Living in Texas for a few years now, I’ve discovered what a big deal rodeos are. They are way more than a sporting event. They are a cultural experience. Concerts. Rides. Rodeo. BBQ cook offs. They are a big deal.

So, when news came out this week announcing the concert lineup for this year’s Houston Rodeo, I was excited to see the list. The Houston Chronicle’s Facebook page had a story announcing the lineup. The story, done in narrative form, did list a few of the headliners, but didn’t provide me what I wanted which was the full lineup with dates. I could get that information but only if I would click through a photo gallery that would show me the lineup, which is a strategy to basically squeeze lots of page views out of a user. It’s a bad experience.

An ABC station in Houston did a better job. They also had a gallery you could click through to see who was performing each day but they also offered a bulleted list.

I wrote last year about the annoyance of not giving readers what they most want in the body of a story in the format that is best for them. In my past post, I used an example from ESPN where in a story about that week’s college football poll, they didn’t offer the actual list showing where each team ranked in the poll. They made readers click a link for the list.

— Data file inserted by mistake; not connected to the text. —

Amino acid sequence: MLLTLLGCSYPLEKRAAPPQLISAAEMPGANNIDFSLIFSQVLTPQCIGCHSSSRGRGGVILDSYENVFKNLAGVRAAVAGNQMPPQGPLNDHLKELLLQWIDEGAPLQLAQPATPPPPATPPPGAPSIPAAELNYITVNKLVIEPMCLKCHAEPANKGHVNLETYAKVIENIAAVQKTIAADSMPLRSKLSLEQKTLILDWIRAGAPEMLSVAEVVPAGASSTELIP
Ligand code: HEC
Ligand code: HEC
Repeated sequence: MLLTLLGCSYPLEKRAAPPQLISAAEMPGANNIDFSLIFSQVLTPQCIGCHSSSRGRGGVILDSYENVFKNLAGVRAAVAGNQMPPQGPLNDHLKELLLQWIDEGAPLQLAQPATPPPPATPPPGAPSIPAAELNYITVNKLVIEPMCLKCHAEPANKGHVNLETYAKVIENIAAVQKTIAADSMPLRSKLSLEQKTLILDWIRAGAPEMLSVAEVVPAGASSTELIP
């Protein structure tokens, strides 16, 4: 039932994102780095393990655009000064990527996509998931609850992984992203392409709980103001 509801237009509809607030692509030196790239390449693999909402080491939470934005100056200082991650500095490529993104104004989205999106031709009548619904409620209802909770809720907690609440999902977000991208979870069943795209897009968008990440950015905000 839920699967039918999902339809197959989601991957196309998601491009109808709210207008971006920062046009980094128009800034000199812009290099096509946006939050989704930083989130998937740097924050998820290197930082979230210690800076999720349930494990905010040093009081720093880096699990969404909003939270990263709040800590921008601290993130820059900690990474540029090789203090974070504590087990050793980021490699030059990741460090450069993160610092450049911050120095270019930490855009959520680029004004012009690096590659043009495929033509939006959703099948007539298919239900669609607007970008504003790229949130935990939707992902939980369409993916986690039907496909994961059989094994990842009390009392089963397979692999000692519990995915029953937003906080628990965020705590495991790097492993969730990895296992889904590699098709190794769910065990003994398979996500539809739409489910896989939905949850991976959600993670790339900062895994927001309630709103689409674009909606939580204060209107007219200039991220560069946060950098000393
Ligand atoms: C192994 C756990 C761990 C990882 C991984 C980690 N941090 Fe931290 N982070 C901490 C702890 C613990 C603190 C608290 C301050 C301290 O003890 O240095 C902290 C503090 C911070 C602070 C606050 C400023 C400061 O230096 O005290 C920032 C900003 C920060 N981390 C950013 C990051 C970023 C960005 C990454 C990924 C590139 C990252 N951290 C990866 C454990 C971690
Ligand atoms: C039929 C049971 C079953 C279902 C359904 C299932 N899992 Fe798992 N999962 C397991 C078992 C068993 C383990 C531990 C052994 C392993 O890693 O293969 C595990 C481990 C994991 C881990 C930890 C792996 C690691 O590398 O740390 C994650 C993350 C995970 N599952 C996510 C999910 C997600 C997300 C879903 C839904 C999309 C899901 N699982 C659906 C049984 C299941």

The above from The Chronicle is a great example where some planning and brainstorming with the producer of this content could have led to a much better experience.

Here are three things they could have done:

  1. Run the list by date of who will perform and put a photo next to each performer and allow the user to scroll through the list.
  2. Do the same thing in idea No. 1, but use a video from each band and also allow users to scroll through the list.
  3. Treat the story as a listicle, “5 biggest stars coming to Houston rodeo.” And of course, at the bottom of the listicle, provide the entire list.

What has to change in our content approach is thinking first and foremost about the experience for the reader. It’s not just about writing a great story but we must consider the best formats and tools we are going to use to tell that story. Reporters have to think about how their content is going to be consumed and how best to approach the story. Narrative approaches still are used too much. It’s because it’s what many are comfortable with. But as mobile becomes such a huge part of our traffic and audience, we have to recognize that there are simply better formats and approaches. It needs to be a story-by-story decision. I think an approach where reporters are pushed and encouraged to think with others in the newsroom about the best way to tell and display their stories, can be an exciting creative process.

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